Transit agencies around the region and the nation have moved far beyond traditional bus and subway placards as they look to boost revenue in tight financial times.
They are wrapping vehicle exteriors and making over interiors to tout products, companies and even local museum exhibitions: SEPTA train 702 looks like a rolling speakeasy, decorated inside with a faux tin ceiling, phony wallpaper, mock lamps, and images of flappers, mobsters, musicians and a bartender to promote the Prohibition exhibit at the National Constitution Center.
In 2010, SEPTA got $3.4 million over five years to change the name of its Pattison Station on the Broad Street subway line to AT&T Station. More station renamings may be in the works.
"I'm open to anything," Burnfield said. "If we could put a sticker on you, we would."
Well, not quite anything.
SEPTA won't take ads for tobacco products. And in 2007, community protests prompted the transit agency to remove advertising wraps on two buses for Colt 45 malt liquor.
Anything deemed too violent or sexually provocative won't roll in Philadelphia. For example, a local cheesesteak emporium was not allowed to promote itself with an ad featuring a scantily clad female model hugging a hoagie roll.
SEPTA and New York-based advertising company Titan Outdoor L.L.C. have taken advantage of new laws and new technology to change the way they pitch ads to customers.
A Pennsylvania law was changed in 2011 to permit rail cars to be wrapped with advertising, and digital TV screens in 120 new Silverliner V rail cars now allow local advertisers to target customers in specific geographic areas. A Main Line furniture company, for instance, can limit its ads to trains running on the Paoli/Thorndale line.
To print and install the vinyl advertising wrap inside and outside a rail car costs about $35,000, said Jon Roche, Titan's general manager for the Philadelphia area. And the cost of advertising on a fully wrapped car is about $20,000 per month.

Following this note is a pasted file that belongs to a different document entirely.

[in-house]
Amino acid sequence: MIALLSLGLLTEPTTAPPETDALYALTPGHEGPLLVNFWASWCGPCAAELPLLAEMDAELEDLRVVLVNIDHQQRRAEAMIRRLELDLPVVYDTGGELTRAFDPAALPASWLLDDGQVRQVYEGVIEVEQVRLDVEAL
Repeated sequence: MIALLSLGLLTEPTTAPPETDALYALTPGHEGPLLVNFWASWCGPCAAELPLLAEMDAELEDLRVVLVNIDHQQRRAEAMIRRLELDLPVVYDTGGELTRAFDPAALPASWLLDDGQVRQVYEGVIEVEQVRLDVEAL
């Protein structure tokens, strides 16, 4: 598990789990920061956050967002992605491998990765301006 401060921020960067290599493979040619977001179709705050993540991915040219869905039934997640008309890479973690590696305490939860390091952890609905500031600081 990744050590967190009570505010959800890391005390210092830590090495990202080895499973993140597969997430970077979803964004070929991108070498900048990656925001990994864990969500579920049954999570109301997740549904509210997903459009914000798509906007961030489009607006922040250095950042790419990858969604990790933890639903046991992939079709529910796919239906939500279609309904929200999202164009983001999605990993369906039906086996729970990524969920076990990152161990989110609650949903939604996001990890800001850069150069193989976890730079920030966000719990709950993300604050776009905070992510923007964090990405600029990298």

It takes workers three days to wrap each car, Roche said. The wrap then stays on for an average of three months, depending on the client's contract.
SEPTA gets 62.5 percent of the money from advertisers, while Titan gets 37.5 percent, a typical split in the industry.
Andy Sharpe of the Delaware Valley Association of Rail Passengers said the billboards-on-rails demonstrate to legislators that "SEPTA is serious about identifying innovative sources of funding, which lends credibility every time they ask for state or federal money."
The passengers' organization is somewhat concerned about ads covering train windows, Sharpe said. The translucent vinyl sheets obscure the view, which Sharpe said could be a problem for riders trying to spot their stop.
Other transit agencies in the region also contract with Titan to sell advertising on vehicles, platforms, stations and trestles, as well as on their websites.
At PATCO, the commuter line between Philadelphia and South Jersey, six car interiors are wrapped with ads for the University of Pennsylvania Medicine's Proton Therapy Center, and two exteriors are wrapped with ads for AmeriHealth.
PATCO has collected $2.6 million from the car wraps and other advertising since 2008, deputy general manager Cheryl Spicer said.
NJ Transit made $11.1 million from its advertising in fiscal 2012, spokesman John Durso said. From fiscal 2004, when the agency began placing exterior ads on buses (trains began in 2009), through last March, NJ Transit collected $73.3 million for advertising.
The advertising money helps "to keep fares stable and improve the travel experience for our customers while helping NJ Transit further reduce reliance on taxpayer subsidies," Durso said.
Contact Paul Nussbaum at 215-854-4587 or email@example.com .